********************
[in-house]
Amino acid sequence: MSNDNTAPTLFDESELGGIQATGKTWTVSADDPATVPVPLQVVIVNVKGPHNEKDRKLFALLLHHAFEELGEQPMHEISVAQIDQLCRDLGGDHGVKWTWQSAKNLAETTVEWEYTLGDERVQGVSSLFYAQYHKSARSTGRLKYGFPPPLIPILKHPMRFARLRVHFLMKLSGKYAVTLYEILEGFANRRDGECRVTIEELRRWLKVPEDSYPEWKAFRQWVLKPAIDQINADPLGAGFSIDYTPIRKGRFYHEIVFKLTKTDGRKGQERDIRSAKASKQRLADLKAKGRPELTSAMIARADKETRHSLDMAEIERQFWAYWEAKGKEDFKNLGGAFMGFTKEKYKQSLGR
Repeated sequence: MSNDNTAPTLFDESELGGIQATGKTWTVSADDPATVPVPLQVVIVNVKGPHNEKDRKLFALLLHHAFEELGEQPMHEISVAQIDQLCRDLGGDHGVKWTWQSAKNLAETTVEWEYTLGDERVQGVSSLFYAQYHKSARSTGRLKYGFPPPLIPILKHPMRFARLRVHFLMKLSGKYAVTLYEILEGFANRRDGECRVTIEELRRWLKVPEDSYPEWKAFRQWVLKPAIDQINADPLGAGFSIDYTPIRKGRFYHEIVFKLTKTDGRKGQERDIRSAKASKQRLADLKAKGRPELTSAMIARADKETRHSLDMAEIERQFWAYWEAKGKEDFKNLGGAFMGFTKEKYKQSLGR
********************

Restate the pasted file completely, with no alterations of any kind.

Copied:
[in-house]
Amino acid sequence: MSNDNTAPTLFDESELGGIQATGKTWTVSADDPATVPVPLQVVIVNVKGPHNEKDRKLFALLLHHAFEELGEQPMHEISVAQIDQLCRDLGGDHGVKWTWQSAKNLAETTVEWEYTLGDERVQGVSSLFYAQYHKSARSTGRLKYGFPPPLIPILKHPMRFARLRVHFLMKLSGKYAVTLYEILEGFANRRDGECRVTIEELRRWLKVPEDSYPEWKAFRQWVLKPAIDQINADPLGAGFSIDYTPIRKGRFYHEIVFKLTKTDGRKGQERDIRSAKASKQRLADLKAKGRPELTSAMIARADKETRHSLDMAEIERQFWAYWEAKGKEDFKNLGGAFMGFTKEKYKQSLGR
Repeated sequence: MSNDNTAPTLFDESELGGIQATGKTWTVSADDPATVPVPLQVVIVNVKGPHNEKDRKLFALLLHHAFEELGEQPMHEISVAQIDQLCRDLGGDHGVKWTWQSAKNLAETTVEWEYTLGDERVQGVSSLFYAQYHKSARSTGRLKYGFPPPLIPILKHPMRFARLRVHFLMKLSGKYAVTLYEILEGFANRRDGECRVTIEELRRWLKVPEDSYPEWKAFRQWVLKPAIDQINADPLGAGFSIDYTPIRKGRFYHEIVFKLTKTDGRKGQERDIRSAKASKQRLADLKAKGRPELTSAMIARADKETRHSLDMAEIERQFWAYWEAKGKEDFKNLGGAFMGFTKEKYKQSLGR